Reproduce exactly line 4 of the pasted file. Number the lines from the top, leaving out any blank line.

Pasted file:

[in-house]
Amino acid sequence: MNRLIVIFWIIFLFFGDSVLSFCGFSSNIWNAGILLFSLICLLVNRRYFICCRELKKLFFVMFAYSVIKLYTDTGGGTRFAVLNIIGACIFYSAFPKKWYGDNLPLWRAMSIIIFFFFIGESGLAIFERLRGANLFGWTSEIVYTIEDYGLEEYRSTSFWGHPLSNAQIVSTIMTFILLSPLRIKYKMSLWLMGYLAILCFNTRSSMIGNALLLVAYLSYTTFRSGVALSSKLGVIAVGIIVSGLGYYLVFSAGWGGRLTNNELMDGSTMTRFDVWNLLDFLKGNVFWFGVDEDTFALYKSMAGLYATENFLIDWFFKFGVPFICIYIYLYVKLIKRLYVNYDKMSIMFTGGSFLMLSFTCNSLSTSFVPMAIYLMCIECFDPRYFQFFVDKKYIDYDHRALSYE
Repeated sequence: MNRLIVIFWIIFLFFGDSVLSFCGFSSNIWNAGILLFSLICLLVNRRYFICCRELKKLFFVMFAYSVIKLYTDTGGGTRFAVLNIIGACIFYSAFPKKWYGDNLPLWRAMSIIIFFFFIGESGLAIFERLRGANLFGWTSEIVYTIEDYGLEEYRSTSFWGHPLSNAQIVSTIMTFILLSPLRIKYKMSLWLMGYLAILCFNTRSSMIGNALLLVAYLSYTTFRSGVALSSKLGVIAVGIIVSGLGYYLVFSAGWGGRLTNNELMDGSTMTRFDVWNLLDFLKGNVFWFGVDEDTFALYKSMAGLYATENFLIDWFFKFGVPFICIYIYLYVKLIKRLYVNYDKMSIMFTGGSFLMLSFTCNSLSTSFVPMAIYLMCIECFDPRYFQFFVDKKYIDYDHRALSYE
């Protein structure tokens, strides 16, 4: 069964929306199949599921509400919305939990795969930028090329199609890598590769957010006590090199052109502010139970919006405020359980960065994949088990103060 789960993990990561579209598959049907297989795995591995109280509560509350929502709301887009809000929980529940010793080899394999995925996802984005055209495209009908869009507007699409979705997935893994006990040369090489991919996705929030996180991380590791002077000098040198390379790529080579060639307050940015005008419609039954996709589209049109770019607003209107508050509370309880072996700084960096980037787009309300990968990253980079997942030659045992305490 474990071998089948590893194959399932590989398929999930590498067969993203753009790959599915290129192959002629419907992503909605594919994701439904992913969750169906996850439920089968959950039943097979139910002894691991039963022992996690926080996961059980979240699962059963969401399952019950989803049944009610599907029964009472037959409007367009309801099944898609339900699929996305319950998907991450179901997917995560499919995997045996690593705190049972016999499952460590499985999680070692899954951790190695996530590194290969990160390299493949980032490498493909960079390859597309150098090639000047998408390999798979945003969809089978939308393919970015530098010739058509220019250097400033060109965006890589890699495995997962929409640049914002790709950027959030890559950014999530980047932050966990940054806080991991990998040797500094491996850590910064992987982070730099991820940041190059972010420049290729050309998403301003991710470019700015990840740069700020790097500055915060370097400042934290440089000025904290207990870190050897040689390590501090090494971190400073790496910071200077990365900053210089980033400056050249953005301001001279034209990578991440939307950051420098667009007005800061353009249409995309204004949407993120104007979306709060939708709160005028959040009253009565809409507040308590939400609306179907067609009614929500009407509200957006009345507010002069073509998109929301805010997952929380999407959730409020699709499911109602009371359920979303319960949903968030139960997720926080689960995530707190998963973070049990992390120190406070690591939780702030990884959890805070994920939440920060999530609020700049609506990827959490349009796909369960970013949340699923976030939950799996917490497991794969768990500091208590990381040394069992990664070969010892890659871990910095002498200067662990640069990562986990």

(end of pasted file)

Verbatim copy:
């Protein structure tokens, strides 16, 4: 069964929306199949599921509400919305939990795969930028090329199609890598590769957010006590090199052109502010139970919006405020359980960065994949088990103060 789960993990990561579209598959049907297989795995591995109280509560509350929502709301887009809000929980529940010793080899394999995925996802984005055209495209009908869009507007699409979705997935893994006990040369090489991919996705929030996180991380590791002077000098040198390379790529080579060639307050940015005008419609039954996709589209049109770019607003209107508050509370309880072996700084960096980037787009309300990968990253980079997942030659045992305490 474990071998089948590893194959399932590989398929999930590498067969993203753009790959599915290129192959002629419907992503909605594919994701439904992913969750169906996850439920089968959950039943097979139910002894691991039963022992996690926080996961059980979240699962059963969401399952019950989803049944009610599907029964009472037959409007367009309801099944898609339900699929996305319950998907991450179901997917995560499919995997045996690593705190049972016999499952460590499985999680070692899954951790190695996530590194290969990160390299493949980032490498493909960079390859597309150098090639000047998408390999798979945003969809089978939308393919970015530098010739058509220019250097400033060109965006890589890699495995997962929409640049914002790709950027959030890559950014999530980047932050966990940054806080991991990998040797500094491996850590910064992987982070730099991820940041190059972010420049290729050309998403301003991710470019700015990840740069700020790097500055915060370097400042934290440089000025904290207990870190050897040689390590501090090494971190400073790496910071200077990365900053210089980033400056050249953005301001001279034209990578991440939307950051420098667009007005800061353009249409995309204004949407993120104007979306709060939708709160005028959040009253009565809409507040308590939400609306179907067609009614929500009407509200957006009345507010002069073509998109929301805010997952929380999407959730409020699709499911109602009371359920979303319960949903968030139960997720926080689960995530707190998963973070049990992390120190406070690591939780702030990884959890805070994920939440920060999530609020700049609506990827959490349009796909369960970013949340699923976030939950799996917490497991794969768990500091208590990381040394069992990664070969010892890659871990910095002498200067662990640069990562986990």